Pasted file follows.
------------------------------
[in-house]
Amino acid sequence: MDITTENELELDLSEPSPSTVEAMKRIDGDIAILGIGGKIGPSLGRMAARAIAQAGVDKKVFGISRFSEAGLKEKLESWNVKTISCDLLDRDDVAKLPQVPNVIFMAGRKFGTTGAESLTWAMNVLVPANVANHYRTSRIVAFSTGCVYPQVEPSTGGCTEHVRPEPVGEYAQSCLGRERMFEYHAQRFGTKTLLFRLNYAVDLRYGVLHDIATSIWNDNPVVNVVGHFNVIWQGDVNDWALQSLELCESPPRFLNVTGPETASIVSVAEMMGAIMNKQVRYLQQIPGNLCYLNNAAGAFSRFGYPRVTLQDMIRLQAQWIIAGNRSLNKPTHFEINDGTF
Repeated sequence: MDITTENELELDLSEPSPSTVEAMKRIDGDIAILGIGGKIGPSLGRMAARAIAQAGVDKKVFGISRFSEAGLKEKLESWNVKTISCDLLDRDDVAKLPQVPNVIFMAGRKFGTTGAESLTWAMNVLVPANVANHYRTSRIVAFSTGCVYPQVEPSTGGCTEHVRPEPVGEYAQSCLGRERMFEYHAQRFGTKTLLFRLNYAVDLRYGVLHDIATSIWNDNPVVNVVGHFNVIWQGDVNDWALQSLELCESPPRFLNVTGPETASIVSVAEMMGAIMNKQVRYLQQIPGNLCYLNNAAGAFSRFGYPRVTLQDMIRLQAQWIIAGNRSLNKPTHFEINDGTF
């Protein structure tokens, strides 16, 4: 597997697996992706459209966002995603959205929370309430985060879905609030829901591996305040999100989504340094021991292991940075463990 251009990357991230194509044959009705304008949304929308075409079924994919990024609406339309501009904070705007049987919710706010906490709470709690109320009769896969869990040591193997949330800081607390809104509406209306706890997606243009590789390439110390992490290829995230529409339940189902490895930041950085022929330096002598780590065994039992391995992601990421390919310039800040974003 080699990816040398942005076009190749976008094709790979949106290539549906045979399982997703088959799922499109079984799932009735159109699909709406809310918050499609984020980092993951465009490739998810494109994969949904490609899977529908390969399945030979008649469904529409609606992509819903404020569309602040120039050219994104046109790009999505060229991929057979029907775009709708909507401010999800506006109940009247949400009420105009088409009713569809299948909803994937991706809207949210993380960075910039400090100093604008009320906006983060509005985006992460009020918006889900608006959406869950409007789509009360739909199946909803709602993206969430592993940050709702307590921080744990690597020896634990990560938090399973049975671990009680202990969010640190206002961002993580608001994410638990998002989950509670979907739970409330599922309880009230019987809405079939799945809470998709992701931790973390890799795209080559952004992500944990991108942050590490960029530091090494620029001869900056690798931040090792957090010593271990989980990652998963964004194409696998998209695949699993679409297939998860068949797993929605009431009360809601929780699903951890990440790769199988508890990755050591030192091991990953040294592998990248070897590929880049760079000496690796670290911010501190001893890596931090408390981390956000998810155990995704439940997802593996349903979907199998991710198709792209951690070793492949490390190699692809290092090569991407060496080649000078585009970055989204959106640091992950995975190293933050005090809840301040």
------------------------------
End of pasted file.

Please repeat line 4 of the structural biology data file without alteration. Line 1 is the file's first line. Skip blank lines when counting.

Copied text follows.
């Protein structure tokens, strides 16, 4: 597997697996992706459209966002995603959205929370309430985060879905609030829901591996305040999100989504340094021991292991940075463990 251009990357991230194509044959009705304008949304929308075409079924994919990024609406339309501009904070705007049987919710706010906490709470709690109320009769896969869990040591193997949330800081607390809104509406209306706890997606243009590789390439110390992490290829995230529409339940189902490895930041950085022929330096002598780590065994039992391995992601990421390919310039800040974003 080699990816040398942005076009190749976008094709790979949106290539549906045979399982997703088959799922499109079984799932009735159109699909709406809310918050499609984020980092993951465009490739998810494109994969949904490609899977529908390969399945030979008649469904529409609606992509819903404020569309602040120039050219994104046109790009999505060229991929057979029907775009709708909507401010999800506006109940009247949400009420105009088409009713569809299948909803994937991706809207949210993380960075910039400090100093604008009320906006983060509005985006992460009020918006889900608006959406869950409007789509009360739909199946909803709602993206969430592993940050709702307590921080744990690597020896634990990560938090399973049975671990009680202990969010640190206002961002993580608001994410638990998002989950509670979907739970409330599922309880009230019987809405079939799945809470998709992701931790973390890799795209080559952004992500944990991108942050590490960029530091090494620029001869900056690798931040090792957090010593271990989980990652998963964004194409696998998209695949699993679409297939998860068949797993929605009431009360809601929780699903951890990440790769199988508890990755050591030192091991990953040294592998990248070897590929880049760079000496690796670290911010501190001893890596931090408390981390956000998810155990995704439940997802593996349903979907199998991710198709792209951690070793492949490390190699692809290092090569991407060496080649000078585009970055989204959106640091992950995975190293933050005090809840301040």